• The foregoing examples of FIGS. 14A through 14D involve two concurrent points of contact. Any of the examples of FIGS. 10A through 13C illustrate suitable thumb positions over sensing regions for entering these pressure patterns. However, further complexity may be added to the password by altering the pressure pattern to apply to more than two sensing regions. For example, with reference to FIGS. 10A and 10B, the user may enter the pressure pattern using his or her thumbs 1000a, 1000b at first and second sensing regions 1003, 1002 as indicated in FIG. 10A, but partway through the entry of the pressure pattern, at least one of the thumbs may be moved to a second position, as in FIG. 10B. In FIG. 10B, the user's left thumb 1000a has remained stationary, but the user's right thumb 1000b has been repositioned to cover another sensing region 1004. A pressure sequence may be applied by the user's left thumb 1000a at the first sensing area 1003 while the user's right thumb 1000b applies a pressure sequence at the second sensing region 1002; but partway through the pressure pattern, the user may move his or her thumb 1000b to the third sensing region 1004 to continue entering the pressure sequence.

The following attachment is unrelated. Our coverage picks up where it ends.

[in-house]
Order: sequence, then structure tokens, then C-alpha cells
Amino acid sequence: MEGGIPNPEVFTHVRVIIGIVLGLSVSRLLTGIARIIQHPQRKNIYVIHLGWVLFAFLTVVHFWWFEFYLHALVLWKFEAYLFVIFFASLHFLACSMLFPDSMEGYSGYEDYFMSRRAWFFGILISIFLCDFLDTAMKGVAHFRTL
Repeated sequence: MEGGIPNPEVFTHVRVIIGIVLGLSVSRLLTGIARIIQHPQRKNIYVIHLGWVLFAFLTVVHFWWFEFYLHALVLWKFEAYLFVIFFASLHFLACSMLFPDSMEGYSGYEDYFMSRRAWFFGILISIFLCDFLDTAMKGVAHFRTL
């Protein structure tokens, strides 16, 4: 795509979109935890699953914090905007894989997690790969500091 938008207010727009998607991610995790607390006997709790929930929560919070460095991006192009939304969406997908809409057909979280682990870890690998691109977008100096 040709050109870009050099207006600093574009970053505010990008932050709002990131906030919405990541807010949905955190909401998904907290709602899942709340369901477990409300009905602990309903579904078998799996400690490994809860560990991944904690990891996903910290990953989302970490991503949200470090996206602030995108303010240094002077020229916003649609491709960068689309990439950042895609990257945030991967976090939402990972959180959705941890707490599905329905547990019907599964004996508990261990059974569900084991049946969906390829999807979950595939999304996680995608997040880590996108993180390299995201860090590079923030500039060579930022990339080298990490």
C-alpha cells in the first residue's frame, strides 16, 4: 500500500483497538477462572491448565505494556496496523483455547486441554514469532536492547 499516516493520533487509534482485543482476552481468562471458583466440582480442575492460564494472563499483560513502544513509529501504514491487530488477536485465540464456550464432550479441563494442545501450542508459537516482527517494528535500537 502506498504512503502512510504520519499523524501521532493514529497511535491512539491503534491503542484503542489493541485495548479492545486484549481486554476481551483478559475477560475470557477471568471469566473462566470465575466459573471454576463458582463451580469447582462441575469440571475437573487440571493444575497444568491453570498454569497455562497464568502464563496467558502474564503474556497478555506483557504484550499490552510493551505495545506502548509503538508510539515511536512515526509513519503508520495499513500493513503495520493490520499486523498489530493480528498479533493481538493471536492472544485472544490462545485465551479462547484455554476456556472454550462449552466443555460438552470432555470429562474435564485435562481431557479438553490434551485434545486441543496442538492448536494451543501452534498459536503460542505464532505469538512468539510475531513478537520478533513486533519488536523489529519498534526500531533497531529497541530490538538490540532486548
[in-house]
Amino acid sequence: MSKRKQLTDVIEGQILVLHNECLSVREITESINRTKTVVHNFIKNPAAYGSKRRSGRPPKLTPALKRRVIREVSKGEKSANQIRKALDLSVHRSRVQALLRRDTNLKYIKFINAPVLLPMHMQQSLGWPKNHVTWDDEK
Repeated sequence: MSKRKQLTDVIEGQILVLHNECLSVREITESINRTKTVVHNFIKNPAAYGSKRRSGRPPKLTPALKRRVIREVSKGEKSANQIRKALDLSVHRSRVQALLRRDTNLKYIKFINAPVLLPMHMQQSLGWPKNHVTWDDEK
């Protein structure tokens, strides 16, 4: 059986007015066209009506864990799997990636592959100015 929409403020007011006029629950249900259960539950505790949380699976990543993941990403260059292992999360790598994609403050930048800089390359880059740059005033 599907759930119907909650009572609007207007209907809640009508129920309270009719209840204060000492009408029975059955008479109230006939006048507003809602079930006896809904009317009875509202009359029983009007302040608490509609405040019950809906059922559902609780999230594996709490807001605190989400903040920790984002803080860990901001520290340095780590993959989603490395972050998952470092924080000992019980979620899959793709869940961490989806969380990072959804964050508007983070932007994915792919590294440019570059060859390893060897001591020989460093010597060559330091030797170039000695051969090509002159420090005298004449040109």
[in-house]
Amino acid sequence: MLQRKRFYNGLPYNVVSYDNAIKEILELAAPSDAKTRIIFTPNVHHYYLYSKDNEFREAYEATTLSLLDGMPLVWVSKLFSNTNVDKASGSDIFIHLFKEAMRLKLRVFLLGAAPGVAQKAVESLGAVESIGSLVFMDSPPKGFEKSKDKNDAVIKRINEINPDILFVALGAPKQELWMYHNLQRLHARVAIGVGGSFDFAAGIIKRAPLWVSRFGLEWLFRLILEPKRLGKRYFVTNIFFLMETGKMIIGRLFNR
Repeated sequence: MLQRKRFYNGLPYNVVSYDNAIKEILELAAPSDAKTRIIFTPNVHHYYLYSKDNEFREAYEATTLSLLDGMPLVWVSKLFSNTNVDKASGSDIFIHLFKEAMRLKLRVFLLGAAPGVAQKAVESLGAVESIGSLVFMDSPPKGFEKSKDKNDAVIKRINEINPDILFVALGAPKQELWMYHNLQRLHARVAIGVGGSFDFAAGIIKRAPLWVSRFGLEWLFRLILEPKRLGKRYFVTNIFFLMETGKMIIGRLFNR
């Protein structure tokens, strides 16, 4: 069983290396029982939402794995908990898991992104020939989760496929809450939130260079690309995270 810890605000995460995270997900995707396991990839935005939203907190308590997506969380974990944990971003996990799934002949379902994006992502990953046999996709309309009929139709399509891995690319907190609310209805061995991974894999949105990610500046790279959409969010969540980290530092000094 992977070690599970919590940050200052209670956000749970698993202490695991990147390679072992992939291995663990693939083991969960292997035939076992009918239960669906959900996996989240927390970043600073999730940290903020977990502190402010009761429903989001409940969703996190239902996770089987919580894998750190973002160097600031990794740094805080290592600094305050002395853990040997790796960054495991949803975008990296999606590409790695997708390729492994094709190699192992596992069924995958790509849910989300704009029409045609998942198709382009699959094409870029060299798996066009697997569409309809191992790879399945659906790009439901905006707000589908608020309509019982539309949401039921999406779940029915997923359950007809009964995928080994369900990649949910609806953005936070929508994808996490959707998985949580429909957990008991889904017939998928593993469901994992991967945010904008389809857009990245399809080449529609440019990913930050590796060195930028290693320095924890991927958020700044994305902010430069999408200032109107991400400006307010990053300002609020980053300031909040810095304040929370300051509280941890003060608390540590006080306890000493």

• A graphical representation of an example of this technique is shown in FIG. 15. Four zero baselines are shown in this graph to reflect the baselines for each of a pair sensing regions to be associated with a corresponding one of the user's digits, such as the thumb. For the left thumb, it can be seen that contact, as well as a sequence of presses, has been detected at the first sensing region. Dotted line 1520 indicates a that contact has been made and maintained at the first sensing region, while the peaks 1522, 1524 and 1526 indicate that a series of presses has been detected. In FIG. 10A, the first sensing region may be the region 1003. For a second sensing region associated with the left thumb, such as the sensing region 1001 in FIG. 10A, no contact or pressure has been detected. For the right thumb, it can be seen that both the first sensing region and the second sensing region have been used. Initially, contact is detected at the first sensing region associated with the right thumb, as indicated at 1540. At the same time, two presses have been detected in this first sensing region, as indicated by peaks 1542 and 1544. The first sensing region for the right thumb may be the position 1002 in FIG. 10A. Subsequently, contact is broken at the first sensing region and then detected again at the second sensing region, which may be the region 1004 in FIG. 10A. Pressure is again detected at the second sensing region, as indicated by peak 1532. Thus, in this example, the user has kept his or her left thumb 1000a in the first sensing region 1003 and entered a pressure sequence at that position, and entered part of a pressure sequence at a first sensing region 1002 with the right thumb, moving to the second sensing region 1004 to complete the pressure sequence. When moving from the first sensing region 1002 to the second sensing region 1004, the user may have lifted his or her right thumb from the surface of the touchscreen display 110, thus breaking contact with the touchscreen display 110 altogether; alternatively, though, the user may have kept his or her right thumb in contact with the touchscreen display 110, so as to indicate to the device 100 that the entry of the pressure pattern was not yet complete. If the pressure pattern is used as a password for the device 100, breaking contact with the touchscreen display 110 by lifting one's thumb or finger may be interpreted by the processor 102 as a signal that password entry had ended. Thus, in an example such as that shown in FIG. 16, the fact that there is a gap in the contact signals 1610 and 1620 may be interpreted by the device as an indication that the pressure sequence entered comprised only the peaks 1612 and 1614, and that the further peak 1622, detected only after contact was re-established, should be disregarded.